Montanans who plan to travel out-of-state or to Canada to hunt deer, elk and moose, should know that it is now illegal to import heads and spinal cords from harvested game animals from a state known to have CWD in wild animals. Hunters can only bring back to Montana:
- meat that is boned, cut and wrapped; quarters or other portions of meat with no part of the spinal column or head attached
- hides with no heads attached
- clean (no meat or tissue attached) skull plates with antlers attached
- antlers with no meat or tissue attached
- upper canine teeth, also known as “buglers”, “whistlers” or “ivories”
- finished head, partial body or whole body mounts already prepared by a taxidermist.
States where CWD is confirmed in wild deer or elk include Colorado, Illinois, Kansas, Nebraska, New Mexico, New York, South Dakota, Utah, West Virginia, Wisconsin, and Wyoming. CWD is also found in Saskatchewan and Alberta, Canada.
Some states or provinces also have game-export regulations that Montana hunters must follow.
In addition, all Montana hunters and meat processors are advised to properly dispose of waste, including heads and spinal columns, from any harvested deer, elk, or moose by sealing them in plastic bags and depositing them in a waste facility known to transport to a sanitary landfill facility.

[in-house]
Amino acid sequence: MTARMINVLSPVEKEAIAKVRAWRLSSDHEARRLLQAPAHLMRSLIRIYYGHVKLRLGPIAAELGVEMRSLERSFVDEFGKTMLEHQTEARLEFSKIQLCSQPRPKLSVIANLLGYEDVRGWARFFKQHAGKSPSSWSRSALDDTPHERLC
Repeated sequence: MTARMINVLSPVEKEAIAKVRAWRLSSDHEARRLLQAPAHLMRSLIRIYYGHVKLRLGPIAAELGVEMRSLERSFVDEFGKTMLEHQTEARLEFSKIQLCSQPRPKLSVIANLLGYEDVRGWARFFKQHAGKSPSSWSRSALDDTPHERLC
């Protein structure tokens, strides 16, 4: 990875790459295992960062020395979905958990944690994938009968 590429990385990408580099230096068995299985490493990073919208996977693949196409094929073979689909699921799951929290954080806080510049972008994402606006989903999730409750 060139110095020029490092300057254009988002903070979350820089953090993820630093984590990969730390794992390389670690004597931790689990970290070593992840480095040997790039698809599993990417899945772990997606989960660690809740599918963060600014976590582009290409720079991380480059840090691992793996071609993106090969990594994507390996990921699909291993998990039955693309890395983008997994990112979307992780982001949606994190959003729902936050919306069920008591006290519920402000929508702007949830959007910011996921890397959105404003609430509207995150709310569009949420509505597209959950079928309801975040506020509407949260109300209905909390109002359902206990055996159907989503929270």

These measures will help to limit the potential introduction or unknowing spread of CWD in Montana.
CWD is a rare brain disease that causes infected deer and elk to lose weight and body functions, behave abnormally and eventually die. The ailment belongs to a family of diseases that include mad cow disease in cattle, scrapie in sheep and Creutzfeldt-Jakob Disease (CJD) in humans.
Public health officials have found no link between CWD in deer and elk and disease in humans and say there is no evidence that CWD can be naturally transmitted to humans. Scientific studies however, are still in progress to determine if CWD poses any risk to human health.